THCA binds to and activates PPARγ with higher potency than its decarboxylated products.[8]

THCA shows a similar metabolism to THC in humans, producing 11-OH-THCA and 11-nor-9-carboxy-THCA.[9] Although the decarboxylation of THCA to THC was assumed to be complete, which means that no THCA should be detectable in urine and blood serum of cannabis consumers, it is found in the urine and blood serum samples collected from police controls of drivers, suspected for driving under the influence of drugs (DUID). THCA was detected in the urine and blood serum samples of several cannabis consumers in concentrations of up to 10.8 ng/mL in urine and 14.8 ng/mL in serum. The concentration of THCA was below the THC concentration in most serum samples, resulting in molar ratios of THCA/THC of approximately 5.0–18.6%. Where a short elapsed time between the last intake and blood sampling was assumed, the molar ratio was 18.6% in the serum.[10]



It has two isomers, THCA-A, in which the carboxylic acid group is in the 1 position, between the hydroxy group and the carbon chain, and THCA-B, in which the carboxylic acid group is in the 3 position, following the carbon chain.[11]: 20  The crystal structures of both THCA-A (colourless prisms, orthorhombic P212121) and THCA-B (also colourless prisms, orthorhombic P212121) have been reported.[12][13]

In the past THCA was thought to be formed in plants by cyclization of cannabidiolic acid but due to studies in the late 1990s it became apparent that its precursor is cannabigerolic acid, which goes through oxidocyclization through the actions of the enzyme THCA-synthase.[3]: 14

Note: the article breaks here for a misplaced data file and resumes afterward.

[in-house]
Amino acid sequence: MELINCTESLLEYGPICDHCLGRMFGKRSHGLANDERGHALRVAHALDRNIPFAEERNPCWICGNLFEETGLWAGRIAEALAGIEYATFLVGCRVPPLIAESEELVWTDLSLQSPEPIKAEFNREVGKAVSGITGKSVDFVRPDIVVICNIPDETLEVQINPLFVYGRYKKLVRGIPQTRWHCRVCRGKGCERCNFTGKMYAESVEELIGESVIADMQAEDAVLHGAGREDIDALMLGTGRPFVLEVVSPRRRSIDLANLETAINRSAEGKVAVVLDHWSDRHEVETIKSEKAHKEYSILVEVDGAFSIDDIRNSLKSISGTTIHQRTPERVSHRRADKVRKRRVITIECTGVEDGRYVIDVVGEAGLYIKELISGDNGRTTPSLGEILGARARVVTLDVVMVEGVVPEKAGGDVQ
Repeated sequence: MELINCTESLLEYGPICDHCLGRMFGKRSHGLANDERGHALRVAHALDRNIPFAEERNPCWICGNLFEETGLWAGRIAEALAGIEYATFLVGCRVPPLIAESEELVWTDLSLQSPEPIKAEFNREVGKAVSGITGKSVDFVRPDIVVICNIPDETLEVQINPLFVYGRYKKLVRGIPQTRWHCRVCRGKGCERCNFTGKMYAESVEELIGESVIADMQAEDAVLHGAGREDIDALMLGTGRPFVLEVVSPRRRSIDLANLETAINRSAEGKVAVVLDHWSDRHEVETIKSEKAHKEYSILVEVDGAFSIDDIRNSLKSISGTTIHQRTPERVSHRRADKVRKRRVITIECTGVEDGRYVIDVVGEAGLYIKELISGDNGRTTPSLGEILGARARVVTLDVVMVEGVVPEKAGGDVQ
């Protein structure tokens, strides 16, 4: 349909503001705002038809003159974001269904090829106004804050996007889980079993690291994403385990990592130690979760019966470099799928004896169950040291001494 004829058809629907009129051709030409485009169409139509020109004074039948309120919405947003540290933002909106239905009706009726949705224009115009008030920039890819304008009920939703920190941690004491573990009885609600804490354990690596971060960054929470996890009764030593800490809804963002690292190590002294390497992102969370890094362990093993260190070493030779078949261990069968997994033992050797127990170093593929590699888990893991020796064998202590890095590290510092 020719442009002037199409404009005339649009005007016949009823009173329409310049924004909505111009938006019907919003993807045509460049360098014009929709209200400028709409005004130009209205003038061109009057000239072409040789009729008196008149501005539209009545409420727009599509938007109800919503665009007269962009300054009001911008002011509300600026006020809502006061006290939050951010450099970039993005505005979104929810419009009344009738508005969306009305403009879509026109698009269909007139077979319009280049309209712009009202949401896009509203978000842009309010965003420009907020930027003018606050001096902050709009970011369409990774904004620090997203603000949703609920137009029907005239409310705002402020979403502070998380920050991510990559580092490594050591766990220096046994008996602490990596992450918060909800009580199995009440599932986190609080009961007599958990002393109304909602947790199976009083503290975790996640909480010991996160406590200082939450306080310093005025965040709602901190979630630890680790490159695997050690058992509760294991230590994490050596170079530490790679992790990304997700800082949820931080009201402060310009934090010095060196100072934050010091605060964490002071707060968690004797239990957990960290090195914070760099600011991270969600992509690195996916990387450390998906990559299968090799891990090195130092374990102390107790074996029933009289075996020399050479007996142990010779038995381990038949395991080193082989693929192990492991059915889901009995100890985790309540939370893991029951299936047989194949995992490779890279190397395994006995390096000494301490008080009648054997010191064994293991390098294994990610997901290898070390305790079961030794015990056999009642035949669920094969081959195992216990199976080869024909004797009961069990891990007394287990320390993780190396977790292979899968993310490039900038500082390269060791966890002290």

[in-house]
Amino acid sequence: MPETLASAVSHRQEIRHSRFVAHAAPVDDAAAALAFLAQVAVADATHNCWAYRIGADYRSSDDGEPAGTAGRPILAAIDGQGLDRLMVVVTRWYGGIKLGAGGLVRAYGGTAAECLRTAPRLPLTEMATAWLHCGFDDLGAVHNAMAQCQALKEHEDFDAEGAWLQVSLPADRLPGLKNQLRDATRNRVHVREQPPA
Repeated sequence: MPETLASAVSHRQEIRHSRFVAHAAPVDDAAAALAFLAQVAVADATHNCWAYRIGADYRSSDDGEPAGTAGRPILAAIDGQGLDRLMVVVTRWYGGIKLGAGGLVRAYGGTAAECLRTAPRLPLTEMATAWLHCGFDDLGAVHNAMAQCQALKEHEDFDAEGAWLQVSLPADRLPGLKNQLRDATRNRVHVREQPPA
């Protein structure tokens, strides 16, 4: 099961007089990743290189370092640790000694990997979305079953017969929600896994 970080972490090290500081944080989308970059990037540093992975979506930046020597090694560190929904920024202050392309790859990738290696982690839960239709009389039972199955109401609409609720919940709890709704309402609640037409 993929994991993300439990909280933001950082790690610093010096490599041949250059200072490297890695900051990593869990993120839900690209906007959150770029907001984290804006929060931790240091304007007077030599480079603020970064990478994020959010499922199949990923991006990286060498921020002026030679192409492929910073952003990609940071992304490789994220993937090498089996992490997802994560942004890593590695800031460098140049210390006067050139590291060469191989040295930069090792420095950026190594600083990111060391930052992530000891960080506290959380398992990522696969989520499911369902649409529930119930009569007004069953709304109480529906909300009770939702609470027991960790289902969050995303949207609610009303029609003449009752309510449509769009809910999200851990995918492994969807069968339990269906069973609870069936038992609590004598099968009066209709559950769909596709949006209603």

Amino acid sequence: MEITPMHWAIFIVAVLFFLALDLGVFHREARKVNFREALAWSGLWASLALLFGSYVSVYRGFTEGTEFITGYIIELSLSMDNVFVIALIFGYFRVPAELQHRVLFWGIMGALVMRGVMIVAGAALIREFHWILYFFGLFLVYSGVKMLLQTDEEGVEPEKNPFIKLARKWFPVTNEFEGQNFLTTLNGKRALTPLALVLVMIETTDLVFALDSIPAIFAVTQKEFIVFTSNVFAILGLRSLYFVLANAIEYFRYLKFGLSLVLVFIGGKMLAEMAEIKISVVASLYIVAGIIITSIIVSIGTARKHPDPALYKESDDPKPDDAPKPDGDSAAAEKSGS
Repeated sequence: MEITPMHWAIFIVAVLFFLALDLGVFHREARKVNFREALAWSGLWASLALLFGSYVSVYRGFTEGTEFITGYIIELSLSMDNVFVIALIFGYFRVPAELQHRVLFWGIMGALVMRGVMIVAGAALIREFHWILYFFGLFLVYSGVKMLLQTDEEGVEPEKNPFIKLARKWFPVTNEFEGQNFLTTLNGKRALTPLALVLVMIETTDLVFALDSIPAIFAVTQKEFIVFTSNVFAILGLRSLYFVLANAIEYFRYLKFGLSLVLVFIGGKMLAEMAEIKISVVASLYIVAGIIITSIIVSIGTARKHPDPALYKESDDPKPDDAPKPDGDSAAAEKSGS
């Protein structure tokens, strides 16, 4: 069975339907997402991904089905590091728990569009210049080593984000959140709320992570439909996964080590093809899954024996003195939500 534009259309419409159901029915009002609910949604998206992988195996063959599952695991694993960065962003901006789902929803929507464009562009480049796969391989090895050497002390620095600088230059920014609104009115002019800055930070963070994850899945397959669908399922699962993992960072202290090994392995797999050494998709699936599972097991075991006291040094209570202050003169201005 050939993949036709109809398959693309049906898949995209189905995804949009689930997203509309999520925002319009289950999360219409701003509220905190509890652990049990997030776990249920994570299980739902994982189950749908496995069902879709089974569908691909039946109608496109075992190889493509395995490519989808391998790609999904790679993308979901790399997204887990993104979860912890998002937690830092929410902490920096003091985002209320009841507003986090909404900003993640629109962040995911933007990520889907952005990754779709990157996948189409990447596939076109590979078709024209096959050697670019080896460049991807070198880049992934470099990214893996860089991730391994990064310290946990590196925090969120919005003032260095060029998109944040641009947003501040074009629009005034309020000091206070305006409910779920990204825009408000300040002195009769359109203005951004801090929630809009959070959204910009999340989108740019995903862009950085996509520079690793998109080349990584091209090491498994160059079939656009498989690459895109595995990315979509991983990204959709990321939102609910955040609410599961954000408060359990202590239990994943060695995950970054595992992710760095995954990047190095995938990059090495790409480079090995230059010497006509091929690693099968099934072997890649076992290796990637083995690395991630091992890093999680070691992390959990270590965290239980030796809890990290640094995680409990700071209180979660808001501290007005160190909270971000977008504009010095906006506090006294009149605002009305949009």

It is unstable, and slowly decarboxylates into THC during storage, and the THC itself slowly degrades to CBN, which has potential immunosuppressive and anti-inflammatory activities.[1] When heated or burned, as when cannabis is smoked or included in baked goods, the decarboxylation is rapid but not complete; THCA is detectable in people who smoke or otherwise consume cannabis.[1]


THCA is not scheduled by the United Nations' Convention on Psychotropic Substances.[14]

United States


THCA is not scheduled at the federal level in the United States,[15] but it is possible that THCA could legally be considered an analog of THC and sales or possession could potentially be prosecuted under the Federal Analogue Act.[16] In practice, because THCA spontaneously decarboxylates to form THC, no real sample of purified THCA will be completely free of THC. Thus, any laboratory analysis of THCA using any technique involving significant heat will generate THC in the handling and analytical process. Further, both the Farm Bill and the USDA specify that analytical testing of samples for total THC must use "post-decarboxylation or other similarly reliable methods".[17][18]

See also



  1. ^ a b c d e f Moreno-Sanz G (2016). "Can You Pass the Acid Test? Critical Review and Novel Therapeutic Perspectives of Δ9-Tetrahydrocannabinolic Acid A". Cannabis and Cannabinoid Research. 1 (1): 124–130. doi:10.1089/can.2016.0008. PMC 5549534. PMID 28861488.
  2. ^ Dussy FE, Hamberg C, Luginbühl M, Schwerzmann T, Briellmann TA (April 2005). "Isolation of Delta9-THCA-A from hemp and analytical aspects concerning the determination of Delta9-THC in cannabis products". Forensic Science International. 149 (1): 3–10. doi:10.1016/j.forsciint.2004.05.015. PMID 15734104.
  3. ^ a b United Nations Office on Drugs Crime (2009). Recommended methods for the identification and analysis of cannabis and cannabis products [electronic resource] : manual for use by national drug testing laboratories (PDF) (Rev. and updated. ed.). New York: United Nations. ISBN 978-92-1-148242-3. Archived from the original (PDF) on 29 August 2017.